# Encryption

### System.Security.Cryptography

Microsoft's .NET framework has robust support for encryption in the System.Security.Cryptography namespace.

### Types of Encryption

There are basically three types of encryption**Hashing****Symmetric Encryption****Asymmetric Encryption**

### RSACryptoServiceProvider Class

Whenever you create a new default constructor instance of the RSACryptoServiceProviderclass, it automatically creates a new set of public / private key information, ready to use.

However, if you want to re-use previously created keys, you can do this by initializing the class with a populated CspParameters object.

Dim cspParam as CspParameters = new CspParameters()

cspParam.Flags = CspProviderFlags.UseMachineKeyStore

Dim RSA As System.Security.Cryptography.RSACryptoServiceProvider

= New System.Security.Cryptography.RSACryptoServiceProvider(cspParam)

The key information from the cspParam object above can be saved via:

Dim publicKey as String = RSA.ToXmlString(False) ' gets the public key

Dim privateKey as String = RSA.ToXmlString(True) ' gets the private key

The above methods enable you to convert the public and / or private keys to Xml Strings. And of course, as you would guess, there is a corresponding FromXmlString method to get them back.

So to encrypt some data with the Public key. The no-parameter constructor is used as we are loading our keys from XML and do not need to create a new cspParams object:

Dim str as String = "HelloThere"

Dim RSA2 As RSACryptoServiceProvider = New RSACryptoServiceProvider()

' ---Load the private key---

RSA2.FromXmlString(privateKey)

Dim EncryptedStrAsByt() As Byte =RSA2.Encrypt(System.Text.Encoding.Unicode.GetBytes(str),False)

Dim EncryptedStrAsString = System.Text.Encoding.Unicode.GetString(EncryptedStrAsByt)

and as a "proof of concept", to DECRYPT the same data, but now using the Public key:

Dim RSA3 As RSACryptoServiceProvider = New RSACryptoServiceProvider(cspParam)

'---Load the Public key---

RSA3.FromXmlString(publicKey)

Dim DecryptedStrAsByt() As Byte =RSA3.Decrypt(System.Text.Encoding.Unicode.GetBytes(EncryptedStrAsString), False)

Dim DecryptedStrAsString = System.Text.Encoding.Unicode.GetString(DecryptedStrAsByt)

### Symmetric Cryptography

These algorithms use a single "key" for encryption / decryption

You either know the key or you don't. Because of this they are faster and more suited to one-pass encryption or decryption of larger amounts of data.

In symmetric encryption, a single key is used for encrypting and decrypting the data. This type of encryption is quite fast, but has a severe problem: in order to share a secret with someone, they have to know your key. This implies a very high level of trust between people sharing secrets; if an unscrupulous person has your key-- or if your key is intercepted by a spy-- they can decrypt all the messages you send using that key!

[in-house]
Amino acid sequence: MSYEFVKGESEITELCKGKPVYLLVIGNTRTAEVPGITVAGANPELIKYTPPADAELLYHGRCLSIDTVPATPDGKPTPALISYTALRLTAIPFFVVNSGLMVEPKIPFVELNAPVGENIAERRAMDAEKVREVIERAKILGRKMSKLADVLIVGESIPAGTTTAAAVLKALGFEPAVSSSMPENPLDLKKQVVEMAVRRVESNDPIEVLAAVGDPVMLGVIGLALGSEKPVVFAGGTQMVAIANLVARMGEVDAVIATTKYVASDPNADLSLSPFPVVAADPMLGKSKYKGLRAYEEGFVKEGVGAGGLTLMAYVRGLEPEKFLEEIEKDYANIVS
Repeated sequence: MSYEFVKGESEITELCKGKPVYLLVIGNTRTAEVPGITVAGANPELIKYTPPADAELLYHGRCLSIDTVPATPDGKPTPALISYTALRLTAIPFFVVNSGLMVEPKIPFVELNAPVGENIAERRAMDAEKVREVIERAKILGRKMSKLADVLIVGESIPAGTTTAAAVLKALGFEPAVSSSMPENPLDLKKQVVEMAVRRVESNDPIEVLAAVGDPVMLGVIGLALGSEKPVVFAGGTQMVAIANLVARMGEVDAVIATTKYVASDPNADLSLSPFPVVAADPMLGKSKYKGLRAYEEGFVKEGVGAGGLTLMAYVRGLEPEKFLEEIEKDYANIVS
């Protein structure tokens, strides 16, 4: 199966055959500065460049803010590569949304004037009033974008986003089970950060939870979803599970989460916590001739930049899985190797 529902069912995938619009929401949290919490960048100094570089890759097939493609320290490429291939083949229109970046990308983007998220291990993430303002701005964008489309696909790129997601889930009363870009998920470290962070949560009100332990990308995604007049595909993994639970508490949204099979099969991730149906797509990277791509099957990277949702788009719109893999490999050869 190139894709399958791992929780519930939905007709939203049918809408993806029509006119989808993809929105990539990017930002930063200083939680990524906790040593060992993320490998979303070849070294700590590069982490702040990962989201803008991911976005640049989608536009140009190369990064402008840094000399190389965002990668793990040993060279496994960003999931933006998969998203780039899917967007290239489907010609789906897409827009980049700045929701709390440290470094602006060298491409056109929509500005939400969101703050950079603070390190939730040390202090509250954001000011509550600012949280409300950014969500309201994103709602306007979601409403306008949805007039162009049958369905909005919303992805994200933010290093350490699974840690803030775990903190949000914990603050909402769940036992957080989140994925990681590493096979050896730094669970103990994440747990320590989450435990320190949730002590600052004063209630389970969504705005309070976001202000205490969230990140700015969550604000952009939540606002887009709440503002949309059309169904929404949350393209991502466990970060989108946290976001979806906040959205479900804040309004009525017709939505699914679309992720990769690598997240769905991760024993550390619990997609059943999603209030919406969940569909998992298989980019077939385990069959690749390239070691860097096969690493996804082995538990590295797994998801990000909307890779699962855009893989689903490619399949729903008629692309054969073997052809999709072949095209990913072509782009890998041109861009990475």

### Asymmetric Cryptography

With Public Key encryption, we generate a Public Key and a corresponding Private key.

The way the algorithms work is that the private key can only be used to decrypt information that has been encrypted using its matching public key.

Conversely, the public key can only decrypt information encrypted with the private key.

Asymmetric encryption/ decryption is notably slower than symmetric and therefore is more suited for small amounts of data.

Typically, a system that uses public key encryption would make its public key freely available.

They would, however, guard the corresponding private key very carefully.

Users could therefore send private data encrypted with the private key, and only the intended recipient - who must possess the matching public key - would be able to decrypt and use it.

Public keys are also used to verify that a message is from the actual sender, because the sender is the only one who has the private key. That's essentially how XMLSignature works.

So for example, a system, which makes its public key freely available (as with a WebMethod) might receive a user's message containing login information that is encrypted using the public key. It would then use its private key to decrypt this information, compare the user and password against its database, and once authenticated, use the user's decrypted password ( or some similar combination) as the "KEY" to symmetrically encrypt its response to the user. Since the user is the only one who knows her own password, she can decrypt the response securely.

Asymmetric encryption solves the trust problem inherent in symmetric encryption by using two different keys: a public key for encrypting messages, and a private key for decrypting messages. This makes it possible to communicate in secrecy with people you don't fully trust. If an unscrupulous person has your public key, who cares? The public key is only good for encryption; it's useless for decryption.

They can't decrypt any of your messages! However, asymmetric encryption is very slow. It's not recommended for use on more than roughly 1 kilobyte of data.

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